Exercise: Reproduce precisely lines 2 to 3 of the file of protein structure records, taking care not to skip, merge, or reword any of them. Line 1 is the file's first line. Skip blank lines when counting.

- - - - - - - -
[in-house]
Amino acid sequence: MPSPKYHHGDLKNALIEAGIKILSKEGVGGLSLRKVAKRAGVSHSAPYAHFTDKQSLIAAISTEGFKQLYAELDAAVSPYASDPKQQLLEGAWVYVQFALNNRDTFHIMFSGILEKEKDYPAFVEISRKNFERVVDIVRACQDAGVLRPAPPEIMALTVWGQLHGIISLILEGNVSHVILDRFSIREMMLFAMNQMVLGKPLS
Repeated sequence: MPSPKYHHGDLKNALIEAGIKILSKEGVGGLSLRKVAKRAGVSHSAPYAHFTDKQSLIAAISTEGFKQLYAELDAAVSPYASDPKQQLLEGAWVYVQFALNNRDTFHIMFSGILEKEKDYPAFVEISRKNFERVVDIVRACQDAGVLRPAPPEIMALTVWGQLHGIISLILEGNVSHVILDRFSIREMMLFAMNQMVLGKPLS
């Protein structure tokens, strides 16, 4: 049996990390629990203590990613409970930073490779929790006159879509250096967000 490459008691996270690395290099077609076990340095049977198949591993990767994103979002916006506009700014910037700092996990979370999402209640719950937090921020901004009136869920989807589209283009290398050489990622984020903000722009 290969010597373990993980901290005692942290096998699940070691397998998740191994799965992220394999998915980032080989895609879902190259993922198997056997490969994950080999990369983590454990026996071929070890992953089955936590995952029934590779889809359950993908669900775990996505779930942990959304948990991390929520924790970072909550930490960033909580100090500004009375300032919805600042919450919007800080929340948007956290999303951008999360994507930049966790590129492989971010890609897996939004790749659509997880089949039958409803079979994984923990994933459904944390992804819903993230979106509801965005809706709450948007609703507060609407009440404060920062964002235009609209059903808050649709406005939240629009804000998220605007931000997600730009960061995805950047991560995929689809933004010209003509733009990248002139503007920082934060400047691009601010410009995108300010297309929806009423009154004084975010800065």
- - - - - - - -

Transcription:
Amino acid sequence: MPSPKYHHGDLKNALIEAGIKILSKEGVGGLSLRKVAKRAGVSHSAPYAHFTDKQSLIAAISTEGFKQLYAELDAAVSPYASDPKQQLLEGAWVYVQFALNNRDTFHIMFSGILEKEKDYPAFVEISRKNFERVVDIVRACQDAGVLRPAPPEIMALTVWGQLHGIISLILEGNVSHVILDRFSIREMMLFAMNQMVLGKPLS
Repeated sequence: MPSPKYHHGDLKNALIEAGIKILSKEGVGGLSLRKVAKRAGVSHSAPYAHFTDKQSLIAAISTEGFKQLYAELDAAVSPYASDPKQQLLEGAWVYVQFALNNRDTFHIMFSGILEKEKDYPAFVEISRKNFERVVDIVRACQDAGVLRPAPPEIMALTVWGQLHGIISLILEGNVSHVILDRFSIREMMLFAMNQMVLGKPLS